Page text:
Is the article at 2 Thessalonians 1:12 anaphoric? If not, what grammatical reasons deny it?
Is the article τοῦ anaphoric in the phrase τοῦ θεοῦ ἡμῶν καὶ κυρίου Ἰησοῦ Χριστοῦ?
Then the name of our Lord Jesus will be honored because of the way you live, and you will be honored along with him. This is all made possible because of the grace of our God and Lord, Jesus Christ. (2 Thessalonians 1:12 NLT)
ὅπως ἐνδοξασθῇ τὸ ὄνομα τοῦ κυρίου ἡμῶν Ἰησοῦ ἐν ὑμῖν καὶ ὑμεῖς ἐν αὐτῷ κατὰ τὴν χάριν τοῦ θεοῦ ἡμῶν καὶ κυρίου Ἰησοῦ Χριστοῦ
There are three reasons why the article is not anaphoric:
- Calling the article anaphoric fails to follow the proper classification methodology which is to continue until the narrowest, that is, the most specific category is found.
- In a similar fashion, attempting to simply classify the article without regard to how it functions in context, ignores the semantic purpose.
- It assumes a New Testament writer treats "God" as a regular noun whose immediate meaning may be changed.
Wallace gives these instructions on using his chart:
...attempt to find the narrowest category to which a particular article can belong. As long as you can say "yes" to a particular semantic force, you should continue on until you get to the narrowest category for a particular article.
As shown, if the chart is to be used (in this case it shouldn't, see below), the article would be monadic, the only one of its class: literally, the God of us and Lord, Jesus Christ. This follows the use of "Lord" in the New Testament as a title never used of the Father and given only to Christ Jesus. In the New Testament letters, there is only one Lord, Jesus Christ.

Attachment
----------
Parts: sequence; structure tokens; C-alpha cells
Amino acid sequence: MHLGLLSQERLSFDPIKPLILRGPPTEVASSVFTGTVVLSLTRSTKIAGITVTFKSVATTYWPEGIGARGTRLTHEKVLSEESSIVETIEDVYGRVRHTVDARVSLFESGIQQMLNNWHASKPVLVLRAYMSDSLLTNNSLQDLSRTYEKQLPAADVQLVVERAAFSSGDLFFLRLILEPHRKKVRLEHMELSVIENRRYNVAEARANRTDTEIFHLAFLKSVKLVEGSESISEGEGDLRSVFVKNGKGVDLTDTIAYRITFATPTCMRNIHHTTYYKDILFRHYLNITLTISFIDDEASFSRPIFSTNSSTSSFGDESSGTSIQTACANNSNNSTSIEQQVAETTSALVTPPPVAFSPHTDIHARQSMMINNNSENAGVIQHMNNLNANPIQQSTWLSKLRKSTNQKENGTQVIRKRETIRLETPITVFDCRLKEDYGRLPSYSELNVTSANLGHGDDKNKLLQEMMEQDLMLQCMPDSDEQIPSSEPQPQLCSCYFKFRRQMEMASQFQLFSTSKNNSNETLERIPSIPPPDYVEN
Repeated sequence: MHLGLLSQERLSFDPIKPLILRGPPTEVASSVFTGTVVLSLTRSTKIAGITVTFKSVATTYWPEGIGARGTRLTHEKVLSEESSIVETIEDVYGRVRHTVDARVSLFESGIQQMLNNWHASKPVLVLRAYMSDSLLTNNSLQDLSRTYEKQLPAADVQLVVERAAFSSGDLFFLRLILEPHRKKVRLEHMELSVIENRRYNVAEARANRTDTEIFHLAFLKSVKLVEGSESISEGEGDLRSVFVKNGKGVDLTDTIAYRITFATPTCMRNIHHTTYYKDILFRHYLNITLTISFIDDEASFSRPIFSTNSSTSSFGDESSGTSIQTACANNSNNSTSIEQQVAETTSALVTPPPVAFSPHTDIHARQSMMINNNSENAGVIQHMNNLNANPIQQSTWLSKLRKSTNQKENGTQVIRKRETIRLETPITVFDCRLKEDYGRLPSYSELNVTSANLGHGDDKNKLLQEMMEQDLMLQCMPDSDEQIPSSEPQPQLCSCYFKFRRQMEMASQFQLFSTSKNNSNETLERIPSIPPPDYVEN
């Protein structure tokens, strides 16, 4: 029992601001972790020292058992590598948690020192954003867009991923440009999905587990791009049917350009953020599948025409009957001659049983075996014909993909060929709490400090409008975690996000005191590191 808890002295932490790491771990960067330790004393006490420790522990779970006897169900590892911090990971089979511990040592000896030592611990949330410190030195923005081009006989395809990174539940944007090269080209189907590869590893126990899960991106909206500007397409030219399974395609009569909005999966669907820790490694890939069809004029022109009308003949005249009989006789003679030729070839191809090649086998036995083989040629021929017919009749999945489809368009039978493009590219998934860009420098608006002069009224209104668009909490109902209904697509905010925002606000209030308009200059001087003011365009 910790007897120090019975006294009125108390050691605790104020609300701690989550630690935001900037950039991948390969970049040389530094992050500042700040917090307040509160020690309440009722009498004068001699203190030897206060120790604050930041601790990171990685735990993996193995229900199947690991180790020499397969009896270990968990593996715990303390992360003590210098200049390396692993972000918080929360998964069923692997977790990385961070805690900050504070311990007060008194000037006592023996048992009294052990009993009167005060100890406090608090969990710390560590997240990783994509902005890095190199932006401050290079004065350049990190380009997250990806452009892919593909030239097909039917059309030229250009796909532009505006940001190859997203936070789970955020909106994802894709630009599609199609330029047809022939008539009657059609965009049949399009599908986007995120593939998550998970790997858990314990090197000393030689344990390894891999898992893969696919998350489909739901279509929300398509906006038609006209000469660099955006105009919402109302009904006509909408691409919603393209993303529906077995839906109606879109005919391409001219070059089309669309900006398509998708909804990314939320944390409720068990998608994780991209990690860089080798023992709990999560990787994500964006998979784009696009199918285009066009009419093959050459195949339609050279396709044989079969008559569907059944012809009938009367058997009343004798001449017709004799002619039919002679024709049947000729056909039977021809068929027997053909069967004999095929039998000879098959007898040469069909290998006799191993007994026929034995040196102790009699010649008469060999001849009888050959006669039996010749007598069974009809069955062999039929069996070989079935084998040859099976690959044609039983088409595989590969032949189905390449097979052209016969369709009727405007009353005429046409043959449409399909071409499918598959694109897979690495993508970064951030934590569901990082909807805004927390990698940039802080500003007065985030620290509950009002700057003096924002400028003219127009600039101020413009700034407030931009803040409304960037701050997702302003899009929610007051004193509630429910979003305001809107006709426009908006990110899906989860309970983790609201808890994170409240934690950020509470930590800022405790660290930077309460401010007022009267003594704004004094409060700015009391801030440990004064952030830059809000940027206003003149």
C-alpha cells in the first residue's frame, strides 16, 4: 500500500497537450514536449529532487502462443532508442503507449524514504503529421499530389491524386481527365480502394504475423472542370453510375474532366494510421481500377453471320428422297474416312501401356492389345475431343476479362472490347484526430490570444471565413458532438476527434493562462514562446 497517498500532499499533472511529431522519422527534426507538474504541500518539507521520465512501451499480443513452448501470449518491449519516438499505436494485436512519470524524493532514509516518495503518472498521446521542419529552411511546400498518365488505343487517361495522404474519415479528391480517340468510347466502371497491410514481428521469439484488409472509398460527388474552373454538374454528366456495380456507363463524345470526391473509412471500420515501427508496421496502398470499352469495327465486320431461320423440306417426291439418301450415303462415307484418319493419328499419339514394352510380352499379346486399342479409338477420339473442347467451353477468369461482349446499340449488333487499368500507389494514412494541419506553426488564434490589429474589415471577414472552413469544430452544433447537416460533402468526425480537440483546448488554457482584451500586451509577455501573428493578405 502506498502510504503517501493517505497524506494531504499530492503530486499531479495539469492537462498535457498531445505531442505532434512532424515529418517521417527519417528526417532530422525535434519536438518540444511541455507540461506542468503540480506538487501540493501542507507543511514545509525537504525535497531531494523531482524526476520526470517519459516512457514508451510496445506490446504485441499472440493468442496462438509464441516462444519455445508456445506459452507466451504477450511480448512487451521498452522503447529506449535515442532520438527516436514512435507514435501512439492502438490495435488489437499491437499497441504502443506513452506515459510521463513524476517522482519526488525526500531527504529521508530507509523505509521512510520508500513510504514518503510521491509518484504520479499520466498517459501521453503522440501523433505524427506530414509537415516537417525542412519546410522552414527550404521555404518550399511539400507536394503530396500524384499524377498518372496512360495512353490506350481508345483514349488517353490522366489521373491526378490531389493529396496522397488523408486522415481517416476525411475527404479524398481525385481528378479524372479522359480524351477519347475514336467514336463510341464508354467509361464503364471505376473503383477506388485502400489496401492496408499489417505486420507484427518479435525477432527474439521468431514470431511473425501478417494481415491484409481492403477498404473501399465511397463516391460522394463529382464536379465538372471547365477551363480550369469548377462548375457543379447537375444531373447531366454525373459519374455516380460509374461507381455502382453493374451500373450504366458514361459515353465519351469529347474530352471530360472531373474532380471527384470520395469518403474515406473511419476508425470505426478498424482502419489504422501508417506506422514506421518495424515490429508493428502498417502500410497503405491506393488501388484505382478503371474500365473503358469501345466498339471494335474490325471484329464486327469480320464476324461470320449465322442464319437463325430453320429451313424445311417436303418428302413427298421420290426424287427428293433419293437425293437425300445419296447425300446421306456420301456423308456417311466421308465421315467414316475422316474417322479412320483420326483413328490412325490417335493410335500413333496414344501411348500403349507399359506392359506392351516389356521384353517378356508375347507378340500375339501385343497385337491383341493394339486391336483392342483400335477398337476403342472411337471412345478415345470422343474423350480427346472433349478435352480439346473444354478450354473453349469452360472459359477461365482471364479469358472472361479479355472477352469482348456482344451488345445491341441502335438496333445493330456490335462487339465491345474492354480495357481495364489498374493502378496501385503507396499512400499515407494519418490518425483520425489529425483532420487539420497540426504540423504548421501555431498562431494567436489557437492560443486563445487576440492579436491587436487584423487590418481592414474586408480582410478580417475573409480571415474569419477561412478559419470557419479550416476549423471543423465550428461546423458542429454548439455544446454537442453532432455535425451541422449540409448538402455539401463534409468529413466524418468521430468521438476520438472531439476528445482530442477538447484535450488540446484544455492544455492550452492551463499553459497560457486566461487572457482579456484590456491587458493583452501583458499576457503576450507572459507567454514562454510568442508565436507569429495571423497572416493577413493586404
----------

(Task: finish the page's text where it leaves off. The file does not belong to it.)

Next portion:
The fact the article may also be "simple identification" or "anaphoric" or "well-known" or any other category does not remove it from its narrowest use.
Attempting to treat the article as anaphoric or as any other category, in this case is improper as it strips the article of its semantic purpose in forming a T-S-K-S (article-substantive-καὶ-substantive) construction. Attempting to relegate the use of the article to a simple classification no matter how specific, in this case is an improper application of grammar. As Wallace notes in texts of this nature, the purpose of the article is specifically to point forward:
In Greek, when two nouns are connected by καὶ and the article precedes only the first noun, there is a close connection between the two. The connection always indicates at least some sort of unity. At a higher level, it may connote equality. At the highest level it may indicate identity.
Regardless of the precise relationship between the two nouns, the use of the article is not anaphoric. In fact such a conception is at odds with the purpose the article was used, namely to point the reader to understand the relationship with what "lies ahead."
For the New Testament writer, "God" is not the typical noun and the notion the article is anywhere used as an anaphoric reference for God, is inconsistent with a New Testament understanding of God. This may be seen by following how "God" is identified in the first verses of the letter:
Verse 1 θεῷ πατρὶ ἡμῶν Verse 2 θεοῦ πατρὸς Verse 3 τῷ θεῷ Verse 4 τοῦ θεοῦ Verse 5 τοῦ θεοῦ...τοῦ θεοῦ Verse 6 θεῷ Verse 7 ---- Verse 8 θεὸν Verse 9 ---- Verse 10 ---- Verse 11 ὁ θεὸς Verse 12 τοῦ θεοῦ
After the initial "identification" Paul has two uses of "God" without the article:
since indeed God considers it just to repay with affliction those who afflict you,
(2 Thessalonians 1:6 ESV)
in flaming fire, inflicting vengeance on those who do not know God and on those who do not obey the gospel of our Lord Jesus. (2 Thessalonians 1:6 ESV)
If the article with God is anaphoric, then what is meant when the article is not used? Which God will repay? Which God do those who not obey the Gospel not know? Unlike other nouns, "God" does not need the article to be identified, either at the beginning, end, or in the middle of a letter. In fact, the idea a writer would use the article to "remind" the reader of "which" God they are speaking about requires a polytheistic conception of "God" foreign to every New Testament writer. We can confidently say, that any text which is translated as "God" is understood as such in that text, regardless of whether it was written with or without the article.